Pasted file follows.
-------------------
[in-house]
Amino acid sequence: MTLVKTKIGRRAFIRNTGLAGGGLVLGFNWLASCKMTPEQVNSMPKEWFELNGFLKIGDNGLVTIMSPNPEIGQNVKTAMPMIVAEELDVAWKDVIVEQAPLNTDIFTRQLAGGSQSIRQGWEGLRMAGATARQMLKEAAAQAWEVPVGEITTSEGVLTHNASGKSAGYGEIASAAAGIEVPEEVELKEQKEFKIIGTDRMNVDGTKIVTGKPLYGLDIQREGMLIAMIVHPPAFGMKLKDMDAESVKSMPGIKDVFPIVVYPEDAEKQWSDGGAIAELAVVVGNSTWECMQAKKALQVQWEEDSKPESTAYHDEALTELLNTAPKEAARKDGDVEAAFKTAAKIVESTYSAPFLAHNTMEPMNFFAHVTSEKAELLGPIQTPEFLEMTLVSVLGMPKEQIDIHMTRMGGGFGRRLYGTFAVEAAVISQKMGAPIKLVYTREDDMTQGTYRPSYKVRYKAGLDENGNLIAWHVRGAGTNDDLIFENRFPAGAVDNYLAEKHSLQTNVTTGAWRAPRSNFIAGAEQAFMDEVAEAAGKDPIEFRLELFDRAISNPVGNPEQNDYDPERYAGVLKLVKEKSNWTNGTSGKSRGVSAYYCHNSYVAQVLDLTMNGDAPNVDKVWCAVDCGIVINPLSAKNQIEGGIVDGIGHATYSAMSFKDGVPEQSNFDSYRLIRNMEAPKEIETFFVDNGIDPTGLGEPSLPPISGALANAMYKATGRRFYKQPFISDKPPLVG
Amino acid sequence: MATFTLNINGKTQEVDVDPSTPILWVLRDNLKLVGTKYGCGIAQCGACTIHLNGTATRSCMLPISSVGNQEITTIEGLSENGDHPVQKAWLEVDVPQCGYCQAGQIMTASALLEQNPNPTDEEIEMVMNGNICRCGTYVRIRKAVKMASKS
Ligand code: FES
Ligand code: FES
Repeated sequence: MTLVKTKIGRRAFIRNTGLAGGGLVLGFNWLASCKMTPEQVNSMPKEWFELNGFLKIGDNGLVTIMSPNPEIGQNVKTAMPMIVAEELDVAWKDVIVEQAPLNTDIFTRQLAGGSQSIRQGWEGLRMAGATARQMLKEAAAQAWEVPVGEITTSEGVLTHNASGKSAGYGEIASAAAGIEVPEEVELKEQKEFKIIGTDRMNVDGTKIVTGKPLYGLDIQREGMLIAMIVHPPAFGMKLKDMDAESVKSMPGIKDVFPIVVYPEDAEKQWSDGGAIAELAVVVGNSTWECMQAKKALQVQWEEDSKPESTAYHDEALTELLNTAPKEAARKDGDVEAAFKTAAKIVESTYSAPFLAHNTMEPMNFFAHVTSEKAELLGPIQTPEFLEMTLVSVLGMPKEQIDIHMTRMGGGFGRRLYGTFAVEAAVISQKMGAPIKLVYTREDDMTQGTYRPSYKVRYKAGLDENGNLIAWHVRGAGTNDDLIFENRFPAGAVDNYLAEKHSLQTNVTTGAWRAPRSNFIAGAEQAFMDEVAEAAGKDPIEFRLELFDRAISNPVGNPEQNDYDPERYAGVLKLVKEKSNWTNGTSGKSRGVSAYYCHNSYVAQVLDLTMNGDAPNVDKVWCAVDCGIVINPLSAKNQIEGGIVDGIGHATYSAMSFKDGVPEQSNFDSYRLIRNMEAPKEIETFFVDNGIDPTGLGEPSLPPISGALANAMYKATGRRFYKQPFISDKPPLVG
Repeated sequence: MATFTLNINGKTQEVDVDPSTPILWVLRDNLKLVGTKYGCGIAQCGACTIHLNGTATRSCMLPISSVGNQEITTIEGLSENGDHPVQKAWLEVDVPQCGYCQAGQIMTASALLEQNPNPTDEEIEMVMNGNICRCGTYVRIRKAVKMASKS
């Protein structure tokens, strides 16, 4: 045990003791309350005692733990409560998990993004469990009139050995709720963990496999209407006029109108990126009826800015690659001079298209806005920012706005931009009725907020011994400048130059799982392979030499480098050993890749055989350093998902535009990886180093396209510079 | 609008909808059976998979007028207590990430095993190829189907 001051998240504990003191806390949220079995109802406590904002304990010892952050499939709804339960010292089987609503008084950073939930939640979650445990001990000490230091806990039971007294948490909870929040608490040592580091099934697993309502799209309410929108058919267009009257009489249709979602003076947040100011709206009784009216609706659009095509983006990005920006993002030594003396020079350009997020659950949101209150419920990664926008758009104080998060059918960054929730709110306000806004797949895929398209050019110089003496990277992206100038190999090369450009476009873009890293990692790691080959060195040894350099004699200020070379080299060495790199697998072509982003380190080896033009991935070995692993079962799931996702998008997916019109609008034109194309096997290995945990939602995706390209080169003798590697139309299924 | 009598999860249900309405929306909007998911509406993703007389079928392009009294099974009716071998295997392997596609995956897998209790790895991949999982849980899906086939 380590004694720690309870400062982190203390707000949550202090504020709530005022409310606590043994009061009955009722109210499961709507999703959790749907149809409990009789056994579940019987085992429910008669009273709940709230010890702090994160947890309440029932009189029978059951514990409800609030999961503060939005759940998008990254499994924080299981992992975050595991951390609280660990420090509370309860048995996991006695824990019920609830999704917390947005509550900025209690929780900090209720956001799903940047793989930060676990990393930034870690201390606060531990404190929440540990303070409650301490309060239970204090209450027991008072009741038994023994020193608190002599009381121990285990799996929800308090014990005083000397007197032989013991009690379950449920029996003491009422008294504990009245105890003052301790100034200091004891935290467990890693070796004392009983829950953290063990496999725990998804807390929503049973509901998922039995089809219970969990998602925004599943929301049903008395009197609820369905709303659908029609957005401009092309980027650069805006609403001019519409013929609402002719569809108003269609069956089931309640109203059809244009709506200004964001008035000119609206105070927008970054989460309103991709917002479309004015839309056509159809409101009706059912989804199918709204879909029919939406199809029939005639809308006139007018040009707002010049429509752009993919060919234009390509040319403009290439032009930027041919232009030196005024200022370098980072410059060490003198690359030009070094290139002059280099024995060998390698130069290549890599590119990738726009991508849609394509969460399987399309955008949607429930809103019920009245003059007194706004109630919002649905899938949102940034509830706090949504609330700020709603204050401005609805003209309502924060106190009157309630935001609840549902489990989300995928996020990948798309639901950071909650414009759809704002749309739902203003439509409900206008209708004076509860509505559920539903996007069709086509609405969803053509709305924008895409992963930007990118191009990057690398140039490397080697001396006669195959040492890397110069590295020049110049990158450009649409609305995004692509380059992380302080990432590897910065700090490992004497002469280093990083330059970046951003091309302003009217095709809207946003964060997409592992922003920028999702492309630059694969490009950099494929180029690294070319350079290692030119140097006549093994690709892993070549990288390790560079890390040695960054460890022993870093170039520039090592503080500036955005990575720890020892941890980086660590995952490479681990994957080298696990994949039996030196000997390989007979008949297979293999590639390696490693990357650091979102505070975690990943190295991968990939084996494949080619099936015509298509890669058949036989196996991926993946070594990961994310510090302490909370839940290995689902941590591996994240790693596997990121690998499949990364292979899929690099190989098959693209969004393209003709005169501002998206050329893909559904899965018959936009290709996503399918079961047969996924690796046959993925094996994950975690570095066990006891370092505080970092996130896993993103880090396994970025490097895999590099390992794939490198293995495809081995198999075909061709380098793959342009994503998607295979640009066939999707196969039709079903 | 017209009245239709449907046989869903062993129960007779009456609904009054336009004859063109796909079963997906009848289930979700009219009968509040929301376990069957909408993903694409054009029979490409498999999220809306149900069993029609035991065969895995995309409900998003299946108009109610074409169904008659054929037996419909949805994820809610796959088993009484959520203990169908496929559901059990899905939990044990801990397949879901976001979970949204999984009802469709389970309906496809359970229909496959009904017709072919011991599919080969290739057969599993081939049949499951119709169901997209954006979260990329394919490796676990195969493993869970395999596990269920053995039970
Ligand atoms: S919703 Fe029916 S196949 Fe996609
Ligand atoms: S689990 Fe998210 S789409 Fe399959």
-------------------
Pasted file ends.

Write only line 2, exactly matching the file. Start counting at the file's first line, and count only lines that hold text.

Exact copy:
Amino acid sequence: MTLVKTKIGRRAFIRNTGLAGGGLVLGFNWLASCKMTPEQVNSMPKEWFELNGFLKIGDNGLVTIMSPNPEIGQNVKTAMPMIVAEELDVAWKDVIVEQAPLNTDIFTRQLAGGSQSIRQGWEGLRMAGATARQMLKEAAAQAWEVPVGEITTSEGVLTHNASGKSAGYGEIASAAAGIEVPEEVELKEQKEFKIIGTDRMNVDGTKIVTGKPLYGLDIQREGMLIAMIVHPPAFGMKLKDMDAESVKSMPGIKDVFPIVVYPEDAEKQWSDGGAIAELAVVVGNSTWECMQAKKALQVQWEEDSKPESTAYHDEALTELLNTAPKEAARKDGDVEAAFKTAAKIVESTYSAPFLAHNTMEPMNFFAHVTSEKAELLGPIQTPEFLEMTLVSVLGMPKEQIDIHMTRMGGGFGRRLYGTFAVEAAVISQKMGAPIKLVYTREDDMTQGTYRPSYKVRYKAGLDENGNLIAWHVRGAGTNDDLIFENRFPAGAVDNYLAEKHSLQTNVTTGAWRAPRSNFIAGAEQAFMDEVAEAAGKDPIEFRLELFDRAISNPVGNPEQNDYDPERYAGVLKLVKEKSNWTNGTSGKSRGVSAYYCHNSYVAQVLDLTMNGDAPNVDKVWCAVDCGIVINPLSAKNQIEGGIVDGIGHATYSAMSFKDGVPEQSNFDSYRLIRNMEAPKEIETFFVDNGIDPTGLGEPSLPPISGALANAMYKATGRRFYKQPFISDKPPLVG